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United States Patent Application 20040067597
Kind Code A1
Datwani, Sammy S. ;   et al. April 8, 2004

High density reagent array preparation methods

Abstract

This invention provides reagent array chips having, e.g., reagents spotted at a high density onto self-assembled monolayers (SAMs) for consistent and high recovery. The invention teaches, e.g., methods to make and use reagent array chips to screen for protease substrates. Identified substrates can, e.g., then be used to screen for modulators of the protease activity and to establish quantitative assays for the protease.


Inventors: Datwani, Sammy S.; (Menlo Park, CA) ; Biondi, Sherri A.; (Los Altos, CA) ; Vijanyendran, Ravi; (Mountain View, CA) ; Horning, Tex; (Sunnyvale, CA) ; Song, Shodana; (US)
Correspondence Address:
    CALIPER TECHNOLOGIES CORP
    605 FAIRCHILD DRIVE
    MOUNTAIN VIEW
    CA
    94043
    US
Assignee: Caliper Technologies Corp.
Mountain View
CA

Serial No.: 630357
Series Code: 10
Filed: July 30, 2003

Current U.S. Class: 436/180; 422/400
Class at Publication: 436/180; 422/058
International Class: G01N 001/10


Claims



What is claimed is:

1. A reagent array chip comprising a substrate with a self-assembled monolayer formed at an interface on a surface of the substrate; and an array of reagents in removable contact with the self-assembled monolayer.

2. The array chip of claim 1, wherein the substrate comprises glass and the interface comprises gold.

3. The array chip of claim 1, wherein the interface comprises glass and the self-assembled monolayer comprises a silane.

4. The array chip of claim 1, wherein the interface comprises gold or silver, and the self-assembled monolayer comprises a sulfide, a thiol, or a disulfide.

5. The array chip of claim 1, wherein the self-assembled monolayer comprises an alkane thiol.

6. The array chip of claim 5, wherein the self-assembled monolayer comprises 1-undecane thiol, 1-hexadecane thiol, 16 mercapto-1-hexadecanol, or 11-mercapto-1-undecanol.

7. The array chip of claim 1, wherein the interface comprises a metal oxide and the self-assembled monolayer comprises a fatty acid.

8. The array chip of claim 1, wherein the interface comprises a phosphate and the self-assembled monolayer comprises a phosphonate.

9. The array chip of claim 1, wherein at least one reagent is selected from the group consisting of a protein, a nucleic acid, a cytokine, a receptor, a pharmaceutical, a virus, a buffer, a co-factor, a modulator, an inhibitor, an activator, a chemical, and a compound.

10. A reagent library spotted to the array chip of claim 1.

11. The array chip of claim 1, further comprising one or more alignment marks.

12. The array chip of claim 11, wherein the alignment marks are water insoluble.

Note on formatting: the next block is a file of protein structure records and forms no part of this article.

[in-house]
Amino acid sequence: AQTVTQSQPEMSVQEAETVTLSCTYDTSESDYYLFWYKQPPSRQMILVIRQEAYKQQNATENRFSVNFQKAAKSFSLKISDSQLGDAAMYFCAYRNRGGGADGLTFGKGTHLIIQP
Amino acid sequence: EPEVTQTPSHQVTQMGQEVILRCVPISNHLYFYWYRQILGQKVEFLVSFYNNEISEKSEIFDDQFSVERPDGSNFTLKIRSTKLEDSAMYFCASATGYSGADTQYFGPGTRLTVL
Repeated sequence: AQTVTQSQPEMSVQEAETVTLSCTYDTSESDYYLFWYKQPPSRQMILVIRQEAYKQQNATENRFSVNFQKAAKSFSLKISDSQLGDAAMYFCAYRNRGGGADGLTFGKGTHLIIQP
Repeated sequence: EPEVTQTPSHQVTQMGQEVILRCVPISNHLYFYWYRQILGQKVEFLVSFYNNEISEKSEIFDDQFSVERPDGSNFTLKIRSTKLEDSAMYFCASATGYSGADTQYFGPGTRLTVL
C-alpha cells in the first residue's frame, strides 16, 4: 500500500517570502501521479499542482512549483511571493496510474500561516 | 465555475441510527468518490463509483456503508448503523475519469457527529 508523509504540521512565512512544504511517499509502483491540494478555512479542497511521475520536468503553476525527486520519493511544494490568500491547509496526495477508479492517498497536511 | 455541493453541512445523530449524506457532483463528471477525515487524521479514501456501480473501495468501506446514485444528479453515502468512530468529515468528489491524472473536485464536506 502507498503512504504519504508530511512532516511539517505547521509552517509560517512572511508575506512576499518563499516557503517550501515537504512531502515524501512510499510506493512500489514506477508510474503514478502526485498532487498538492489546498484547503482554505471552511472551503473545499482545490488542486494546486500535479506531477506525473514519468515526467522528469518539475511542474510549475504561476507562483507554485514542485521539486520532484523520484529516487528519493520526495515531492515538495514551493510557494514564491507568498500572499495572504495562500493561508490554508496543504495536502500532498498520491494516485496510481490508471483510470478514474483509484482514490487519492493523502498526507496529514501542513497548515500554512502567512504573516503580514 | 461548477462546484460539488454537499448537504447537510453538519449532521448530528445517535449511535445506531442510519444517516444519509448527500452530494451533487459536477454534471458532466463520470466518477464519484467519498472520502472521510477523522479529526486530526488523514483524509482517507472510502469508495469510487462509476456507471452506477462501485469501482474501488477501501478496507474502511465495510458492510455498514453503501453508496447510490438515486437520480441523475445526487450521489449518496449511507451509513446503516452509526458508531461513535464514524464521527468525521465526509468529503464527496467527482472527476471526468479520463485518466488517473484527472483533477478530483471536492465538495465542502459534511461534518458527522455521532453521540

13. The array chip of claim 11, wherein the alignment marks comprise a polymer excipient insoluble in aqueous solvents, and a dye present in an amount sufficient to render the mark substantially opaque.

14. The array chip of claim 11, wherein reagents are spotted onto the self-assembled monolayer in fixed register with respect to the alignment marks.

15. The array chip of claim 14, wherein the distance between adjacent spotted reagent locations is not more than about 0.9 mm as measured center to center.

16. The array chip of claim 14, wherein the distance between adjacent spotted reagent locations is not more than about 0.5 mm as measured center to center.

17. The array chip of claim 1, further comprising a patterned region on the substrate surface wherein the self-assembled monolayer is formed, and an unpatterned region wherein the self-assembled monolayer is excluded from at least a portion of the unpatterned region.

18. The array chip of claim 17, further comprising a second self-assembled monolayer formed in the unpatterned region and substantially excluded from the patterned region.

19. A method of spotting reagents, the method comprising: forming a self-assembled monolayer at an interface on a surface of a substrate; and, spotting reagents onto the self-assembled monolayer.

20. The method of claim 19, wherein forming a self-assembled monolayer comprises contacting the interface with a solution or depositing a vapor onto the interface.

21. The method of claim 19, wherein the interface comprises glass and the self-assembled monolayer comprises a silane.

22. The method of claim 19, wherein the interface comprises gold or silver, and the self-assembled monolayer comprises a sulfide, a thiol, or a disulfide.

23. The method of claim 22, wherein the self-assembled monolayer comprises an alkane thiol, or a hydroxy-terminal alkane thiol.

24. The method of claim 19, wherein the interface comprises a metal oxide and the self-assembled monolayer comprises a fatty acid.

25. The method of claim 19, wherein the interface comprises a phosphate and the self-assembled monolayer comprises a phosphonate.

26. The method of claim 19, wherein the reagent comprises a protein, a nucleic acid, a cytokine, a receptor, a pharmaceutical, a virus, a buffer, a co-factor, a modulator, an inhibitor, an activator, a chemical, or a compound.